Speak from day 1?

One on the most debated topics in language learning is if we should speak from day 1, or if it's better to wait and build up our vocabulary first. In this post, I am going to break down the pros and cons of each, as well as my personal take on things.


Speak from day 1


The idea behind speaking from day 1, is that in order to get good at speaking a language, we have to speak a lot. There is no way around that. And too many of us wait until we are "ready" to start speaking. If we find a nice tutor or partner online, and equip ourselves with a good dictionary along with google translate, we can start speaking right from the very first day. The idea is to get out there, and make as many mistakes as possible in order to learn and use the language right from the start.




The first major advantage to this is that it gets you over the hump straight away. A lot of people are scared when it comes to speaking a foreign language, apprehensive they aren't ready or don't have enough words, that they are going to make mistakes and make a fool of themselves. Of course, this is always much worse in our heads than in reality. Speaking from day 1 gets us over the hump, out of our heads and speaking from the very start. So all that's left is to keep practicing and gradually improve.

Another major advantage point, is that in order to speak about yourself, you are going to look up and learn the words that are most useful to you straight away. Instead of just learning from a textbook, you are learning words that are relevant to your life and you can use straight away.

Another point is that if we are speaking on a regular basis, especially as a beginner, we can easily see and track our improvement. If on day 1 we can barely get out a few words, then after a month if you able to have basic conversations, this is extremely motivating. You can feel a real sense of progress and accomplishment. And this in turn will breed more success and more motivation.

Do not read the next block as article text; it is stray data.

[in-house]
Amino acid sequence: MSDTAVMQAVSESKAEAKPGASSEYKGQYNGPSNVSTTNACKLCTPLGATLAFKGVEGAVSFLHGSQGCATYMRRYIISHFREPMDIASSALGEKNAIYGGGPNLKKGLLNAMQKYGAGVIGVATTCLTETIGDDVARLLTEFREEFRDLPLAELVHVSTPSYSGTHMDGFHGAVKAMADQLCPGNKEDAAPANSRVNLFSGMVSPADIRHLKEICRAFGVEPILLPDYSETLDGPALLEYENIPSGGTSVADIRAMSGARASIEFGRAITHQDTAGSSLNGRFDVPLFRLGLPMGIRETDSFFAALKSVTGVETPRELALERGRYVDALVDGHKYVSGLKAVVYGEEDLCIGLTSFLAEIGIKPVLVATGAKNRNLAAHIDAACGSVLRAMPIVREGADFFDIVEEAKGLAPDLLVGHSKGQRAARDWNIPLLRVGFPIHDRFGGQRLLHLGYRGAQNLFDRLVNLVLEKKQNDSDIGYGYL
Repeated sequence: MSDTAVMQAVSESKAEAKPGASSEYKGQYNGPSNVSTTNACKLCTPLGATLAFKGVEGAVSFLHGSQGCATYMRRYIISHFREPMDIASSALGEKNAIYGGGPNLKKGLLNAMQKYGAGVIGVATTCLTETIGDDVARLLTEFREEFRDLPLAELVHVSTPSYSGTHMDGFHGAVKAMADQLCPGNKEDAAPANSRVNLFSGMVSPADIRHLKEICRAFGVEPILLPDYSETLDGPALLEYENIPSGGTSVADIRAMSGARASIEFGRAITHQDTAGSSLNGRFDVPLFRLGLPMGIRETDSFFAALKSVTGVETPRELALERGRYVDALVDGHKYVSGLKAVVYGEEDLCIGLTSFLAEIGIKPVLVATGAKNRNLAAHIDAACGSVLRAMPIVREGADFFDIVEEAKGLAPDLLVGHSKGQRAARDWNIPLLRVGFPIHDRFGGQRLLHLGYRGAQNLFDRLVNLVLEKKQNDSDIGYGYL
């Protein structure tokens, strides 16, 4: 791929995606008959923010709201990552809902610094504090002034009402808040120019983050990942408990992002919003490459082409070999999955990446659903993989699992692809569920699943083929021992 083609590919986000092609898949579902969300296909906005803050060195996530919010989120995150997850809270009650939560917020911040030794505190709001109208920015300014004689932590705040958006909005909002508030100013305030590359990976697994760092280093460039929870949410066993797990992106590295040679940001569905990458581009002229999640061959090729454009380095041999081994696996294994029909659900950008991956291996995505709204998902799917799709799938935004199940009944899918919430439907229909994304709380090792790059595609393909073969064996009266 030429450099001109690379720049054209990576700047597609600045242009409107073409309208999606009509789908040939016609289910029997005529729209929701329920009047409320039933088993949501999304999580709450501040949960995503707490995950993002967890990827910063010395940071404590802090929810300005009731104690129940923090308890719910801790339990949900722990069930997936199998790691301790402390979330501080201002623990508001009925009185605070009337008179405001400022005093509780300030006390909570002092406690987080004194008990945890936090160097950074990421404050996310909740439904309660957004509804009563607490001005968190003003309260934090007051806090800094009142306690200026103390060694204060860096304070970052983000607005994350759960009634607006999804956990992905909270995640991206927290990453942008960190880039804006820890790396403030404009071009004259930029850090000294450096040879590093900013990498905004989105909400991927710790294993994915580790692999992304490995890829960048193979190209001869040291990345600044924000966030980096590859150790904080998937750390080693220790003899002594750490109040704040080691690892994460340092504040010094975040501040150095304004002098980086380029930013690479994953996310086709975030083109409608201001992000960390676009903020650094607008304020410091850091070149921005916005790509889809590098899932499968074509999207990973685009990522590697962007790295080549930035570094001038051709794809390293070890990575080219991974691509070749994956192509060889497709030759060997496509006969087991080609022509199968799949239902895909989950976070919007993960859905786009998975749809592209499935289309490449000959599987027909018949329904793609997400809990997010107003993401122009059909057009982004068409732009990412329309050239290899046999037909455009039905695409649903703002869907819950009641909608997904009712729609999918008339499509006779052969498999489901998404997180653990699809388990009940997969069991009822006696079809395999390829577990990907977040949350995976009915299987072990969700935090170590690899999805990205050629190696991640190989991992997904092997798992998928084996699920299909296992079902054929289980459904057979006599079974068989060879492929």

Speaking also helps identify the gaps in your knowledge, and it helps you to notice. You are more likely to remember a pattern in your listening and reading if you have used it before in conversation or has someone corrected you. This can help you target your weak areas and give you a more directed approach to learning as opposed to working your way through a textbook with no real game plan.




The major disadvantage to speaking at day 1 is that it can be very frustrating and difficult. With next to zero known words and an extremely bad comprehension of the language, everything your teacher or partner will say, will just sound like a bunch of random sounds. Most tutors in this position will switch to English and try and teach you the language instead of just speaking with you, and this is an incredibly inefficient way to learn.

Because you will be straining your  brain, struggling to think of words or understand anything, this could give you very negative associations with the language you are trying to speak and the first few weeks could be demotivating. Unless you are one of those people that can just slog through, then this can be very disheartening and in the worst case could just make you give up all together before you even really started.

Another major danger of this approach is ingraining bad habits. You will be making so many mistakes when you first start out, your teacher won't be correcting everything you say and will be doing all they can in order to keep the conversation going. Because of this, you are likely to make the same mistakes over and over again, and this could become ingrained and result in you having to put in extra work to "unlearn" these things later down the line.


Waiting to speak

The whole point behind this approach is simple, when we first start learning a new language we don't have enough words to speak. Speaking from the start is unnecessarily difficult, and even if we can string a few sentences together, we won't be able to understand what the other person is saying. Therefore, the number one priority when starting a new language should be to build up your listening comprehension.




The main advantage of this is that not speaking from the start allows you to focus all of your attention on comprehension. You can spend all of your time listening & reading, building up your passive vocabulary and comprehension of the language. This means that when we finally do get around to speaking, we understand a lot more of what the person is saying and have a significantly higher chance of engaging in a successful conversation.